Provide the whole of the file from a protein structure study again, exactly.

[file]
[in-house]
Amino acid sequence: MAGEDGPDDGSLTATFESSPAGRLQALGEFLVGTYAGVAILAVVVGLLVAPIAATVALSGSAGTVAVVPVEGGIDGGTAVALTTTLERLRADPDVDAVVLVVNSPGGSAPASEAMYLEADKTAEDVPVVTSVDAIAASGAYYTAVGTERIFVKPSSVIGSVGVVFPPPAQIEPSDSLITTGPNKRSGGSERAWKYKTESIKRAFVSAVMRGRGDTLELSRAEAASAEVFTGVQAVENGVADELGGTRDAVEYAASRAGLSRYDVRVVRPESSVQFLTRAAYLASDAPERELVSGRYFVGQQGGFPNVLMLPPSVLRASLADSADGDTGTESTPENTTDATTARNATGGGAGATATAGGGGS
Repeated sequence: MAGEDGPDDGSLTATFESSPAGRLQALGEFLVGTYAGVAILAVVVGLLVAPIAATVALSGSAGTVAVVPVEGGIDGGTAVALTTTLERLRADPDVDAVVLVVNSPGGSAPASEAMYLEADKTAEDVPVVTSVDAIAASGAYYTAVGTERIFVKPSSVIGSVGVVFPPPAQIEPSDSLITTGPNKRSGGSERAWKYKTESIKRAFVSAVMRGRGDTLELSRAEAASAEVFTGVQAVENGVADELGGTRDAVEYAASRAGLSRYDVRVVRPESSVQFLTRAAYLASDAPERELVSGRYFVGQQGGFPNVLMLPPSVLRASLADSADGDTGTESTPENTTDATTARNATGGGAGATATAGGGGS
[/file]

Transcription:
[in-house]
Amino acid sequence: MAGEDGPDDGSLTATFESSPAGRLQALGEFLVGTYAGVAILAVVVGLLVAPIAATVALSGSAGTVAVVPVEGGIDGGTAVALTTTLERLRADPDVDAVVLVVNSPGGSAPASEAMYLEADKTAEDVPVVTSVDAIAASGAYYTAVGTERIFVKPSSVIGSVGVVFPPPAQIEPSDSLITTGPNKRSGGSERAWKYKTESIKRAFVSAVMRGRGDTLELSRAEAASAEVFTGVQAVENGVADELGGTRDAVEYAASRAGLSRYDVRVVRPESSVQFLTRAAYLASDAPERELVSGRYFVGQQGGFPNVLMLPPSVLRASLADSADGDTGTESTPENTTDATTARNATGGGAGATATAGGGGS
Repeated sequence: MAGEDGPDDGSLTATFESSPAGRLQALGEFLVGTYAGVAILAVVVGLLVAPIAATVALSGSAGTVAVVPVEGGIDGGTAVALTTTLERLRADPDVDAVVLVVNSPGGSAPASEAMYLEADKTAEDVPVVTSVDAIAASGAYYTAVGTERIFVKPSSVIGSVGVVFPPPAQIEPSDSLITTGPNKRSGGSERAWKYKTESIKRAFVSAVMRGRGDTLELSRAEAASAEVFTGVQAVENGVADELGGTRDAVEYAASRAGLSRYDVRVVRPESSVQFLTRAAYLASDAPERELVSGRYFVGQQGGFPNVLMLPPSVLRASLADSADGDTGTESTPENTTDATTARNATGGGAGATATAGGGGS